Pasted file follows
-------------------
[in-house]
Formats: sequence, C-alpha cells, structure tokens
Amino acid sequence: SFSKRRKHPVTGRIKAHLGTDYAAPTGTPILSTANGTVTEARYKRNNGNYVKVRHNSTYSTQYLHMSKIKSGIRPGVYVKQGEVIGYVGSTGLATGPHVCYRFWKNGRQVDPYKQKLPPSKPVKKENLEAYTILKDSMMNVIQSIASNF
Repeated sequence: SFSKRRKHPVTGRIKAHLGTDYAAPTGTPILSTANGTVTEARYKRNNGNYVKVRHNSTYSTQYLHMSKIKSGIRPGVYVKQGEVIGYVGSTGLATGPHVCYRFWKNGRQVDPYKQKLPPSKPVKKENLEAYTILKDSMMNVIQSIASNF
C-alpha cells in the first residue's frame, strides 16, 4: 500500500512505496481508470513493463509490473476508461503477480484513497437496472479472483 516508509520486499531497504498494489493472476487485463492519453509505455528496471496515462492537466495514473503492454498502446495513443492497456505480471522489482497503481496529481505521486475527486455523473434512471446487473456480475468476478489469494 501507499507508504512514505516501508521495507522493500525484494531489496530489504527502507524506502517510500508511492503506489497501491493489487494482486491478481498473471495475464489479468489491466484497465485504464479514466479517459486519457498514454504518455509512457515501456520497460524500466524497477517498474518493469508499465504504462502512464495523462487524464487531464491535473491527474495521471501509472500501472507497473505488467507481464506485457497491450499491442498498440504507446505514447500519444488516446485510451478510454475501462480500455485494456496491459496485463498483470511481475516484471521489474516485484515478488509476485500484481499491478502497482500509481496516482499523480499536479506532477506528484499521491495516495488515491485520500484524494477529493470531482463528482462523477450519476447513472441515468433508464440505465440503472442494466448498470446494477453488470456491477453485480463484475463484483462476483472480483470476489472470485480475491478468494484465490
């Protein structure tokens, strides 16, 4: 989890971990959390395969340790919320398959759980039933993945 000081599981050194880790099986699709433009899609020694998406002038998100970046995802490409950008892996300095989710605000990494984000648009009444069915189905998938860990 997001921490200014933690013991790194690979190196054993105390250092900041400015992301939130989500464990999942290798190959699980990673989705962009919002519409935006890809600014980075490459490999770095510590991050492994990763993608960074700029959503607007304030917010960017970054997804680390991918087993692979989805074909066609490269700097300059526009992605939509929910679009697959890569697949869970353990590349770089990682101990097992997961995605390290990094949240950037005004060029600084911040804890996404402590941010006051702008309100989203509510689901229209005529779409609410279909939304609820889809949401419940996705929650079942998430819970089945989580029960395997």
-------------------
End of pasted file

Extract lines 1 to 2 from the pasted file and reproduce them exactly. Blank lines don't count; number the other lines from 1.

[in-house]
Formats: sequence, C-alpha cells, structure tokens